In an exclusive interaction with Outlook Start-Up, Celesta Capital’s MD Arun Kumar discussed the firm’s investment strategy in Indian start-ups and the potential of the Indian start-up ecosystem
You inquire with investors, and ultimately, you will arrive at the conclusion, “Businesses with a vision and a robust model will always be funded”. In the midst of a challenging funding climate for Indian start-ups, San Francisco-based venture capital firm Celesta Capital has boldly announced its plans to incorporate 15-25 new entities into its thriving India portfolio. This strategic move has piqued the market's curiosity, as investors wonder which sectors are on Celesta's radar for potential investments. With a portfolio of over 100 companies, including 15 Indian start-ups, and approximately $1.1 billion in assets under management, Celesta Capital is making significant waves in the industry.
In an exclusive interview with Outlook Start-Up, Arun Kumar, the managing director of Celesta Capital, talks about the factors that drive the firm's optimism about India's start-up ecosystem. Kumar attributes his unwavering confidence to India's rich reservoir of deep tech potential, fueled by a highly skilled talent pool and its strategic positioning within the India-U.S. corridor. Celesta Capital's investment strategy in the Indian startup landscape places a strong emphasis on early-stage deep tech ventures, with a specific focus on intellectual property creation and addressing global challenges.
Celesta Capital has announced the addition of 15-25 entities in its India portfolio. What makes Celesta Capital optimistic in such times of a prolonged funding winter?
India remains one of the top markets for VC start-up investments despite the overall global decline in VC funding. We believe India's deep tech landscape holds substantial opportunity for growth. A major factor is the country’s talent pool in technology driven by high-quality education in institutions like the Indian Institutes of Technology, the Indian Institute of Science, and several engineering schools across the country, as well as the large number of global capability centers where sophisticated design and development are undertaken for multinational technology companies. India’s position in the current geopolitical landscape is driving advanced manufacturing in India. Our optimism is rooted in the potential of this talent base and Celesta’s strategic positioning and networks within the India – -U.S. corridor. We believe we can assist India-based companies to fulfil their global potential.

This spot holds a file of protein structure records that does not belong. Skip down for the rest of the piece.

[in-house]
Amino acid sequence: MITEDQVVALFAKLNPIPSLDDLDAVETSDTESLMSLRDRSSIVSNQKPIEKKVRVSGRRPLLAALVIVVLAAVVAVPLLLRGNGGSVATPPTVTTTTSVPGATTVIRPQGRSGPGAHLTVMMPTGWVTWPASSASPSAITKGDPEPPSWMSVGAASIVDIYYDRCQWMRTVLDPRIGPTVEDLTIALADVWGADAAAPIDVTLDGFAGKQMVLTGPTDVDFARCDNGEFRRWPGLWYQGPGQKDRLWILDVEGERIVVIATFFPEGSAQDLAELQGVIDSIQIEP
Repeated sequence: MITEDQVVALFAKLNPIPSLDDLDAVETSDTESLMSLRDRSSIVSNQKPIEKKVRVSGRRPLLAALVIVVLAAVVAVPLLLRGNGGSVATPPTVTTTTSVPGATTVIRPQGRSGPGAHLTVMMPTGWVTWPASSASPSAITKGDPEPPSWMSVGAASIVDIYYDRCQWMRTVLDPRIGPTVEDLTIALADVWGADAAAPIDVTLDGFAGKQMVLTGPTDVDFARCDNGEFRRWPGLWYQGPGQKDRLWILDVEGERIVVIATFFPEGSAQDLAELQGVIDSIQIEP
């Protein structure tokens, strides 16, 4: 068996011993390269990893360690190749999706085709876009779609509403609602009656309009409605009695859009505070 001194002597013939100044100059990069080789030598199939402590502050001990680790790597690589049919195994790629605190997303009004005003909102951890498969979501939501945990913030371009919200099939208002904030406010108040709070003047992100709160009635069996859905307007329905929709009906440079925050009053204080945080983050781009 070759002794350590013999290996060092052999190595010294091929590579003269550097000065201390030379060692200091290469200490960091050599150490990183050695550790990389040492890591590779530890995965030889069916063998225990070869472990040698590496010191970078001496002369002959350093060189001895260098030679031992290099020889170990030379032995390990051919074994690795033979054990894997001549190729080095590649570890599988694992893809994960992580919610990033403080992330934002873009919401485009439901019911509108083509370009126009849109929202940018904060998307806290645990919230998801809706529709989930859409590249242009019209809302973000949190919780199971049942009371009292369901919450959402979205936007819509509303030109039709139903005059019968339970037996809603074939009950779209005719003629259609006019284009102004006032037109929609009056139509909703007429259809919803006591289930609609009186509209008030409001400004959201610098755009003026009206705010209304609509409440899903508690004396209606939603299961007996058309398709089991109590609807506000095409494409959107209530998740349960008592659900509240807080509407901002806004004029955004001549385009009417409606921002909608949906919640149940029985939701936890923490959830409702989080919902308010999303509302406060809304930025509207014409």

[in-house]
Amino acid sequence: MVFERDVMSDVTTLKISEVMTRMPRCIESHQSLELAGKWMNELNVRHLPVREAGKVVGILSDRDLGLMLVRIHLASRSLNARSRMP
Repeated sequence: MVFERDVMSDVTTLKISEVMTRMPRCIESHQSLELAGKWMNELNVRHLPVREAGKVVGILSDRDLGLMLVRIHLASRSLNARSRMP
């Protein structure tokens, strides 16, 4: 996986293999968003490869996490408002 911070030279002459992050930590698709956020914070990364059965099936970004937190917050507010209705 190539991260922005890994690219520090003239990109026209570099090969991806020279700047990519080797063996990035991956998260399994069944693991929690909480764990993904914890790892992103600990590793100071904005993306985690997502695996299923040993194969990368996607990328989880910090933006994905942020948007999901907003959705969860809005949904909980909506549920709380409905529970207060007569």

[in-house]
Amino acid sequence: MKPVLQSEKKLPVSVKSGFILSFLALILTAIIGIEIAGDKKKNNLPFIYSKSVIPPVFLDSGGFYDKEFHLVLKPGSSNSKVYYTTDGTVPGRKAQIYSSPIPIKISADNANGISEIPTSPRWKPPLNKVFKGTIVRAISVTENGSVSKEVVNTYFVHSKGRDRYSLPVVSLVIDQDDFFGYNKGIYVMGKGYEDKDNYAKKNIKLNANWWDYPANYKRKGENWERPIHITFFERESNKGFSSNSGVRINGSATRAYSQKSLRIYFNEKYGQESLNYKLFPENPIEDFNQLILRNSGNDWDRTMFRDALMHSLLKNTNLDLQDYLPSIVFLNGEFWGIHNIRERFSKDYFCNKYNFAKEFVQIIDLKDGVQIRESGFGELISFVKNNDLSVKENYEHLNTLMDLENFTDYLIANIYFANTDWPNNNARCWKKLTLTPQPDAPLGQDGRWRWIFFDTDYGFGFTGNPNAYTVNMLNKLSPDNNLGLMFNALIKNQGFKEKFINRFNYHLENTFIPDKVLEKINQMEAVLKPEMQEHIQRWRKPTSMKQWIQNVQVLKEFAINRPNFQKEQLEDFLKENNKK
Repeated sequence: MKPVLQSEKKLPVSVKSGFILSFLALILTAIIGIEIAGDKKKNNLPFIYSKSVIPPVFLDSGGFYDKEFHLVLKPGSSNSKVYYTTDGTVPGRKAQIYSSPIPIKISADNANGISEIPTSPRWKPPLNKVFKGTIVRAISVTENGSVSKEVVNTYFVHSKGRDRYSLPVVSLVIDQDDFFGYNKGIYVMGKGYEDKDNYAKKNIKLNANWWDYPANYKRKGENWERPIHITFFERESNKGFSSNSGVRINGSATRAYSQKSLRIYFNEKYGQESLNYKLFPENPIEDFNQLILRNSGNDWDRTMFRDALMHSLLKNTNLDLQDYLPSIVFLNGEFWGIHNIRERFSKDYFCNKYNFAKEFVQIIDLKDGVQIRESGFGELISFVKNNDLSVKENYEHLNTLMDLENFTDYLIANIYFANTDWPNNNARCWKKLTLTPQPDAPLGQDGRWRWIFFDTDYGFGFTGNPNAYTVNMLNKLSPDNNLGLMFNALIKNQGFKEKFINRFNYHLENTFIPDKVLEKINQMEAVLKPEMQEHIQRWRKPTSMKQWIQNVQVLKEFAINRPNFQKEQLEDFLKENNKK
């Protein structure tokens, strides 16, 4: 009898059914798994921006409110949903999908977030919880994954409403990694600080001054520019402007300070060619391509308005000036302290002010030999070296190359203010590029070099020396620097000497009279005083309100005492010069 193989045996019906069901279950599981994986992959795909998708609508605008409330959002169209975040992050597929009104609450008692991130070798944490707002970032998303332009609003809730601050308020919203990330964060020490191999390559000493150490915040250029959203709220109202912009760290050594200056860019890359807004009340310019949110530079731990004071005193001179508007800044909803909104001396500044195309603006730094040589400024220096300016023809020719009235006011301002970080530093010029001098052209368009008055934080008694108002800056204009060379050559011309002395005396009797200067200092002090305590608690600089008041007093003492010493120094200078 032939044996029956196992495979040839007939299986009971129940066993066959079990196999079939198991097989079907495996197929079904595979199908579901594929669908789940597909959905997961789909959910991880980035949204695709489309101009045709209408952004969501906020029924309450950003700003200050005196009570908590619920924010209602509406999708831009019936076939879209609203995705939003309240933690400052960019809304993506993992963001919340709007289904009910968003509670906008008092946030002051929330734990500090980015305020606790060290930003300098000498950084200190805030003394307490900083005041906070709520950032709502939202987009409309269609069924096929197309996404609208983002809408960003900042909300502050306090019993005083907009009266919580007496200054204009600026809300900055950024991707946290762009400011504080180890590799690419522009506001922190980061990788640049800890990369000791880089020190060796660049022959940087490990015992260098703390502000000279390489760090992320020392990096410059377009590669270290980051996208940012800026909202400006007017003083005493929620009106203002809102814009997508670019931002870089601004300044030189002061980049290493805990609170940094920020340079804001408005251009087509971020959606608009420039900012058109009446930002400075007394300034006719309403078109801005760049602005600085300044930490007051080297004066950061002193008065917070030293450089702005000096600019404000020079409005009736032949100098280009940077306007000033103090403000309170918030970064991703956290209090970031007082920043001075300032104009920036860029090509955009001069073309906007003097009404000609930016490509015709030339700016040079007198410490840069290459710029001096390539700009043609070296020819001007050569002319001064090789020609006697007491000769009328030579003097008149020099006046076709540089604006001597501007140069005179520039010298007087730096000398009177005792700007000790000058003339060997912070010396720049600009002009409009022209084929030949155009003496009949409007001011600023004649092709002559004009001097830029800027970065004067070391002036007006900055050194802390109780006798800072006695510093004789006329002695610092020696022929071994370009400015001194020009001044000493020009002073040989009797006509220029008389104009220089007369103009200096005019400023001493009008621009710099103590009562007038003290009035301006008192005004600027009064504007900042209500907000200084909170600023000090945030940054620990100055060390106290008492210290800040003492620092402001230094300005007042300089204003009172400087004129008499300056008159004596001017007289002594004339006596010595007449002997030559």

What is the strategy adopted by Celesta Capital to invest in Indian start-ups?
At Celesta, we are deeply excited about the strength of the US-India corridor for business growth and value creation. Our strategy is to invest in early-stage deep tech start-ups in India focused on IP creation and solving problems for global markets. We look for strong teams with differentiated technologies, inclined to scale not just domestically but globally. Celesta targets technology ventures that enable mass adoption, transformation of a sector, and healthcare innovations. In India, we particularly look for start-ups bringing critical and emerging technologies to wide adoption, such as AI or IoT. We believe technology-enabled industry transformations in sectors such as Agritech, Semiconductor, and Spacetech hold significant potential.
We acknowledge that deep-tech endeavors inherently demand a considerable investment of time and resources on account of the complex and groundbreaking nature of the innovations involved. We assess the core fundamentals of each business – including technology IP and value creation potential, market traction, and execution capability of the leadership – and focus our energy on helping founders build sustainable businesses. The recently listed drone-maker start-up, ideaForge, is a great example of one such investment. Our team partnered closely with them for several years as active board members and advisors.